Uh oh. You're a troublemaker! One I've been thinking about lately has to do with blind-box artist series. I think it's really important to make sure that the customer knows who designed the toy they opened. Some companies make it a point to include collector cards that identify the artist and also list their website. On the other hand, some blind-box series make it exceedingly hard for someone unfamiliar with an artist to figure out who did the design. That's a serious no-no in my book since arguably artists do platform mini series to get exposure.
Favorite dog named Horrible?
This is a trick question. I do dig your dog, Horrible, but Peanut is pretty dope as well.
What are the odds of you eating a vegetable today?
It depends on what your definition of a vegetable is, particularly in terms of portion size. Even then, not so good.
Thanks for the keys to Vinyl Pulse, I'll lock up when Im done. (editors note: yesterday I heard Jack tell Horrible that he loved him).
Feb 11, 2009
Amanda Visell Interviews Ohm
[We're pleased to bring you an interview of French artist Ohm by Amanda Visell. Ohm had the challenging task of creating a consistent look for Muttop's Tcho! mini-fig series which features characters from six different creators. For the interview, Amanda put on her journalist's hat, pierced the fluff and got right down to the heart of the matter. Enjoy. ]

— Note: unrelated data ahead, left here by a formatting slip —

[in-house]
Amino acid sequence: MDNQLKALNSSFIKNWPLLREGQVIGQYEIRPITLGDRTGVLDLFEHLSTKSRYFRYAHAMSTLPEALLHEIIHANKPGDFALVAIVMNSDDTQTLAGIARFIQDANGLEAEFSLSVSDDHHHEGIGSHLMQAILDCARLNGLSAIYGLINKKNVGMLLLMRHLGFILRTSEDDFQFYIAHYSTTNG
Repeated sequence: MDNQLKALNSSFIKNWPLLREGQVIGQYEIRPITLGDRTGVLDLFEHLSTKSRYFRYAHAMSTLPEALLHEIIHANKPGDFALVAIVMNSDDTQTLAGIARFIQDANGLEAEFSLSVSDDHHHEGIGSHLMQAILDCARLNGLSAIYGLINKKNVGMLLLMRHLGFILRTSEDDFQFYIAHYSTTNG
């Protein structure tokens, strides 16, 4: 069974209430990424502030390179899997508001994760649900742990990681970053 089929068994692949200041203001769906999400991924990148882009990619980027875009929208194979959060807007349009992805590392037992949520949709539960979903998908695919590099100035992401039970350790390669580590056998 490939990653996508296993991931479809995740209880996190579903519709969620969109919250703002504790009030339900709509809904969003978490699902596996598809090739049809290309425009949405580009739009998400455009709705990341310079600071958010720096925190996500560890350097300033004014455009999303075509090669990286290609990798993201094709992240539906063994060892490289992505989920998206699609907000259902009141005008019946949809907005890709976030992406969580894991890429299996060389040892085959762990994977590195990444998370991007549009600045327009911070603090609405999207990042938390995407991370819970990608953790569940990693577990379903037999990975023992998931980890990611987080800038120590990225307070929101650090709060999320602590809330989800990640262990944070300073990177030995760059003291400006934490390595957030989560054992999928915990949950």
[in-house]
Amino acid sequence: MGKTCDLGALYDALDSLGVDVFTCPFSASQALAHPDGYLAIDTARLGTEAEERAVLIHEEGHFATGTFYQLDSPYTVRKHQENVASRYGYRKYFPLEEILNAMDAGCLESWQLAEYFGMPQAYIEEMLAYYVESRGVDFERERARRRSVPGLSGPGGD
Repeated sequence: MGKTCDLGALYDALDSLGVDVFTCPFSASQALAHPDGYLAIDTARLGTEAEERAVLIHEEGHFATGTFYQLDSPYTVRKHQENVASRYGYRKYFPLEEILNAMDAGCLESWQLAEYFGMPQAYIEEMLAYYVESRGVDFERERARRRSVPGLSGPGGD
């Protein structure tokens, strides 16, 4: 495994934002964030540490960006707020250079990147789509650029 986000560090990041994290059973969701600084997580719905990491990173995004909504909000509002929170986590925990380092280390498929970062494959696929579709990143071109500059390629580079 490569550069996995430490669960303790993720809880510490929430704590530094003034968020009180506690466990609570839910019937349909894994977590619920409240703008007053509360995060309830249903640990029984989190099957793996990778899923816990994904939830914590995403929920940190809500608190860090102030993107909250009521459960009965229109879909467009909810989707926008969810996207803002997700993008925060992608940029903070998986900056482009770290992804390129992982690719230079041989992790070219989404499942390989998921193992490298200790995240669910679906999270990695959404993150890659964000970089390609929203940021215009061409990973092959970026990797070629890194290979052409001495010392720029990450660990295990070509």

AV: Hello Dude, I had the pleasure of checking out your new toys when the Muttpop boys came over. How do you feel about having toys made?
O: I'm super excited about the toy release… especially since the Tcho! line includes a character from BAO BATTLE, my own comic book series. Designing a toy line has been a dream of mine. Knowing that these toys will be sold on store shelves next to toys designed by artistic geniuses like Devilrobots, Tado, and Friends With You is a great honor. But now that the first Tcho figures are done I want to do more, way more!
Can you describe the world they live in?
The world these characters come from is a galaxy with many different planets. Each planet is a very unique and colorful world filled with surprise and fun. The six characters the toys are based on actually come from six different comic book series all published in a comic anthology magazine here in France called Tcho!
Feb 04, 2009
Interview with MD Young of MINDstyle